Consistent Ways

Twenty-sixth Sunday in Ordinary Time (A)

How consistent are we in life? How fair are we in our relationships, in our work, and in what we say? When somebody breaks the law, he says: “it’s ok, nobody saw me.” When one is late, he blames the heavy traffic. When one hurts somebody, he says: “oh, it’s only a small thing”; or “if you were not there, you would not be hurt.” When one gets an extra change from a store, he says: “it’s all right, they had so much already.” When one misses a meeting, he says: “they will understand, I’m a busy person.” When a spouse cheats on the family, he/she says: “everybody does it, anyway.” How often do we say yes when we mean no, and no when we mean yes? These are a few of the many questions that we have to ask ourselves if we have to grow in relationships, in service and in holiness so that peace may reign in our hearts.

We can also go on with a litany of excuses. When we’re at fault we look for someone or a situation to blame, hoping that we can get out of our accountability for our actions. But we’re still accountable for what we are and what we do, and how we manage ourselves on the things that we have to do.

We shout, “Fairness,” or “Justice.” But many times, we don’t even care to move our fingers to do what we are supposed to do and to be what we are supposed to be. We play God on ourselves. We want to sit and wait, and expect to be looked up to. The Israelites even accused God that His way was not fair. And the Lord answered,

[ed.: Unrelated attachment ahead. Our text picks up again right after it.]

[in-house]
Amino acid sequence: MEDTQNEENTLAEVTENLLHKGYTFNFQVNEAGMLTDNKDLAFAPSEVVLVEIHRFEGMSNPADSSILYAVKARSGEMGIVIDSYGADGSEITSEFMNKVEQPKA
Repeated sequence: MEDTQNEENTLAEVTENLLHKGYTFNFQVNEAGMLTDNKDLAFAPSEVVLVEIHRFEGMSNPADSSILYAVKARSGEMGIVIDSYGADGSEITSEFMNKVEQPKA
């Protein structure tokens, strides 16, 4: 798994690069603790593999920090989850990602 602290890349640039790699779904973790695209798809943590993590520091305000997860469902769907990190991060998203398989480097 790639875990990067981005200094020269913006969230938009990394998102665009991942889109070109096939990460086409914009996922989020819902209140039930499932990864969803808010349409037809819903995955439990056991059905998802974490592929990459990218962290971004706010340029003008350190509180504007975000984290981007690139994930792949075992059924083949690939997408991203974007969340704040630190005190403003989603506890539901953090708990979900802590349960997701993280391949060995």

Is it my way that is unfair, or rather, are not your ways unfair? (Ez 18:25).

St. Paul, in his letter to the Philippians, invites us to an understanding of our relationship with Christ and with our neighbor in following passages:

1. “Complete my joy by being of the same mind, with the same love, united in heart, thinking one thing” (2:2). No person can walk in disunity with his neighbor and say he loves Christ and is united with Him. The Eucharist, prayers and other devotions, service and other activities, will have meaning and impact in our lives only if they are done in love with the community and for all people whom Christ has redeemed. In his first letter to the Corinthians, St. Paul says,

“Love is kind. It is not jealous…. it is not inflated…. it does not brood over injury…. It bears all things, believes all things, hopes all things, endures all things” (13: 4-7).

2. “Do nothing out of selfishness or out of vainglory” (2:3). If we are not satisfied with what we are and with what we have, we will never be happy. If all that we do is for our own interests only and for our own satisfaction, we will never have peace of mind. And it’s one of the great miseries in life.

3. “Humbly regard others as more important than yourselves, each looking out not for his own interests, but also for those of others” (3-4). We all have our virtues, capacities and capabilities. They are God-given. We cannot boast of anything as ours. All God’s gifts are not only for ourselves, but also for the good of our community and all people. The book of Proverbs tells us:

If you remain indifferent in time of adversity, your strength will depart from you (24: 10).

Unity is our strength in the Lord. Respect for others, their capabilities and their needs, will lead us to our much needed unity and peace in the world. When Jesus came to the world, He respected our situation and condition. He became like us and was obedient, even until death on the cross. In the same context, St. Paul, in his first letter to the Corinthians, says that love “does not seek its own interests” (13:5).

We are all God’s children; and Jesus, in His Church, invites us to love the Sacraments, especially the Sacraments of Reconciliation and the Eucharist. They always make us aware of God’s constant love for us and His consistent act of forgiveness. With Mary, Mother of joy, let God’s love then burn in our hearts in whatever we do and in whatever we say.

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